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Training of Soldiers

Their first measure was to divide them according to their country and age, and to assign to each division its appropriate arms, taking no account of what they had borne before.
Reorganisation of the army.
Next they broke up their battalions and muster-rolls, which had been formed on the basis of their old system of pay, and formed them into companies adapted to the immediate purpose. Having effected this they began to drill the men; habituating them severally not only to obey the words of command, but also to the proper management of their weapons.1 They also frequently summoned general meetings at headquarters, and delivered speeches to the men. The most useful in this respect were Andromachus of Aspendus and Polycrates of Argos; because they had recently crossed from Greece, and were still thoroughly imbued with the Greek spirit, and the military ideas prevalent in the several states. Moreover, they were illustrious on the score of their private wealth, as well as on that of their respective countries; to which advantages Polycrates added those of an ancient family, and of the reputation obtained by his father Mnasiades as an athlete. By private and public exhortations these officers inspired their men with a zeal and enthusiasm for the struggle which awaited them.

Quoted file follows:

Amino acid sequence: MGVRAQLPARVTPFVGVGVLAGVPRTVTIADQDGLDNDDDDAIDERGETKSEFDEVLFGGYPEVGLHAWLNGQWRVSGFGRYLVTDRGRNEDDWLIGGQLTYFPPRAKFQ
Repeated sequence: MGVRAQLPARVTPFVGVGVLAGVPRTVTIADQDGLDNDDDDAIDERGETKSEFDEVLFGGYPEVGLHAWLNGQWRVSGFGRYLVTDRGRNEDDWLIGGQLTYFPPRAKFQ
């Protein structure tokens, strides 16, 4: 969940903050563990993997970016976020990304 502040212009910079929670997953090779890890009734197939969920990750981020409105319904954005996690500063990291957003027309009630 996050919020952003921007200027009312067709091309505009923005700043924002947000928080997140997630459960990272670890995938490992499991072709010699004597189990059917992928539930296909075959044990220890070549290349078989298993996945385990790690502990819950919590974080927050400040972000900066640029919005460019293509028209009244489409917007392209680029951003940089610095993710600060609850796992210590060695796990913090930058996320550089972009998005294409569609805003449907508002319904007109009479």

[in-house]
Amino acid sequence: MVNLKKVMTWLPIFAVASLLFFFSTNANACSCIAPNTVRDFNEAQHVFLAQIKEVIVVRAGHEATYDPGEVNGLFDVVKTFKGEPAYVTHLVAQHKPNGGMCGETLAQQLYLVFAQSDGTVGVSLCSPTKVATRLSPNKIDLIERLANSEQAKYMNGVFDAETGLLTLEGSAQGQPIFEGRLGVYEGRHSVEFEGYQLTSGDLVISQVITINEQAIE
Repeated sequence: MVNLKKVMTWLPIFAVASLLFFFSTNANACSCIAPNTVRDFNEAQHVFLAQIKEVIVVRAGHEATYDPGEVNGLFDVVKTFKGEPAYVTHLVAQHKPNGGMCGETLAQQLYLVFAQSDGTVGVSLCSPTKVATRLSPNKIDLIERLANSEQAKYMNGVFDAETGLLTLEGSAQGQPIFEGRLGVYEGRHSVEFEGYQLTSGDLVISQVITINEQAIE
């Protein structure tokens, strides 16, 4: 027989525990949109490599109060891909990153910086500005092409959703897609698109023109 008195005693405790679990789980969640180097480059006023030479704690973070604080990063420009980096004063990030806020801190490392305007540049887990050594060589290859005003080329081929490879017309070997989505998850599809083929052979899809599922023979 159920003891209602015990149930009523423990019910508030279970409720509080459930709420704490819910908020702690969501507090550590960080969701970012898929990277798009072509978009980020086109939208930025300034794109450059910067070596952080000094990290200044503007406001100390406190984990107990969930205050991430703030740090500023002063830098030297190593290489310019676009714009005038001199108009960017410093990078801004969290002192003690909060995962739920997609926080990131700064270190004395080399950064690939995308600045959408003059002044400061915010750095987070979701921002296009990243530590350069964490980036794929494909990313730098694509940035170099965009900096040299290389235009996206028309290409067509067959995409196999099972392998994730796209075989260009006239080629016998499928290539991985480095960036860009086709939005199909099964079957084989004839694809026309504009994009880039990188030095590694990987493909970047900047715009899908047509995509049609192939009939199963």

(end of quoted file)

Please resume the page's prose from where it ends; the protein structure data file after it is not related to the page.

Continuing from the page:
1 See Professor Mahaffy, Greek Life and Thought. p. 405, who points out that this refers to the Egyptian troops especially, whose old military castes (see Herod. 2, 164-6) though not extinct had forgotten their old skill. In a sense, however, it applies to both kinds of troops; for they had to be trained to act together, as is shown in the next chapter.

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